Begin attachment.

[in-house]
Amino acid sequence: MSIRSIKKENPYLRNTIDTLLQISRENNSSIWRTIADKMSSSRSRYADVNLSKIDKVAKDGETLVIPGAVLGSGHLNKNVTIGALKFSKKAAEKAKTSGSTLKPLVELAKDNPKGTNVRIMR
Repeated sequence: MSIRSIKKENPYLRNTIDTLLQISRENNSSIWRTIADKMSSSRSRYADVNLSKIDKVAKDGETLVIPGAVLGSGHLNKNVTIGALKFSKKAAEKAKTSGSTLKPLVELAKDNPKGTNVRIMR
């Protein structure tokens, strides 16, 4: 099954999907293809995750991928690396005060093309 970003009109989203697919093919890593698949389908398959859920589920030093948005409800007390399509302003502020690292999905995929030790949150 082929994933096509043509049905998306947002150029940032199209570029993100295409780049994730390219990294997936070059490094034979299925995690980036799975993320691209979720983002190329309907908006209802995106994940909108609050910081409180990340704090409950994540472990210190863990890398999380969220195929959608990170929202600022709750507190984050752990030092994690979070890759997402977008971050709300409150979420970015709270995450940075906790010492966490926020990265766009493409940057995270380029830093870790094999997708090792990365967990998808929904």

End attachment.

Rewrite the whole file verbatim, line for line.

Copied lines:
[in-house]
Amino acid sequence: MSIRSIKKENPYLRNTIDTLLQISRENNSSIWRTIADKMSSSRSRYADVNLSKIDKVAKDGETLVIPGAVLGSGHLNKNVTIGALKFSKKAAEKAKTSGSTLKPLVELAKDNPKGTNVRIMR
Repeated sequence: MSIRSIKKENPYLRNTIDTLLQISRENNSSIWRTIADKMSSSRSRYADVNLSKIDKVAKDGETLVIPGAVLGSGHLNKNVTIGALKFSKKAAEKAKTSGSTLKPLVELAKDNPKGTNVRIMR
């Protein structure tokens, strides 16, 4: 099954999907293809995750991928690396005060093309 970003009109989203697919093919890593698949389908398959859920589920030093948005409800007390399509302003502020690292999905995929030790949150 082929994933096509043509049905998306947002150029940032199209570029993100295409780049994730390219990294997936070059490094034979299925995690980036799975993320691209979720983002190329309907908006209802995106994940909108609050910081409180990340704090409950994540472990210190863990890398999380969220195929959608990170929202600022709750507190984050752990030092994690979070890759997402977008971050709300409150979420970015709270995450940075906790010492966490926020990265766009493409940057995270380029830093870790094999997708090792990365967990998808929904």